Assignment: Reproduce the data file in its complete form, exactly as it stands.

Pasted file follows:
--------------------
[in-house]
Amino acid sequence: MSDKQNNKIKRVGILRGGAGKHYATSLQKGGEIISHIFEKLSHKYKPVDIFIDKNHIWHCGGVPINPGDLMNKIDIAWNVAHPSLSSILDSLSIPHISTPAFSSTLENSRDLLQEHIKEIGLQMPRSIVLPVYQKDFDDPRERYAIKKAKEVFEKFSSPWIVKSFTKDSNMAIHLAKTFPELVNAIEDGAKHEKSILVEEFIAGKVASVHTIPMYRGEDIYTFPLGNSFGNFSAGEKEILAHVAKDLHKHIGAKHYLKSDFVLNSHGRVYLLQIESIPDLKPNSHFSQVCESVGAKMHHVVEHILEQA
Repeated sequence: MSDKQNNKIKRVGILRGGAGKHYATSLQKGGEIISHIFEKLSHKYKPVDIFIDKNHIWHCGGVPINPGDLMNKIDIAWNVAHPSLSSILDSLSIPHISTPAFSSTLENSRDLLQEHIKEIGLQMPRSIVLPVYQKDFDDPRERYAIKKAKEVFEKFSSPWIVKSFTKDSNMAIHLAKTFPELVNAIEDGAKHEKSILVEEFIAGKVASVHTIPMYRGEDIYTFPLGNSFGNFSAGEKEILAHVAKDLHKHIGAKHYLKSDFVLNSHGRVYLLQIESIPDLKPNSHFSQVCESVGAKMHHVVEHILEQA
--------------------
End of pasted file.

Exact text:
[in-house]
Amino acid sequence: MSDKQNNKIKRVGILRGGAGKHYATSLQKGGEIISHIFEKLSHKYKPVDIFIDKNHIWHCGGVPINPGDLMNKIDIAWNVAHPSLSSILDSLSIPHISTPAFSSTLENSRDLLQEHIKEIGLQMPRSIVLPVYQKDFDDPRERYAIKKAKEVFEKFSSPWIVKSFTKDSNMAIHLAKTFPELVNAIEDGAKHEKSILVEEFIAGKVASVHTIPMYRGEDIYTFPLGNSFGNFSAGEKEILAHVAKDLHKHIGAKHYLKSDFVLNSHGRVYLLQIESIPDLKPNSHFSQVCESVGAKMHHVVEHILEQA
Repeated sequence: MSDKQNNKIKRVGILRGGAGKHYATSLQKGGEIISHIFEKLSHKYKPVDIFIDKNHIWHCGGVPINPGDLMNKIDIAWNVAHPSLSSILDSLSIPHISTPAFSSTLENSRDLLQEHIKEIGLQMPRSIVLPVYQKDFDDPRERYAIKKAKEVFEKFSSPWIVKSFTKDSNMAIHLAKTFPELVNAIEDGAKHEKSILVEEFIAGKVASVHTIPMYRGEDIYTFPLGNSFGNFSAGEKEILAHVAKDLHKHIGAKHYLKSDFVLNSHGRVYLLQIESIPDLKPNSHFSQVCESVGAKMHHVVEHILEQA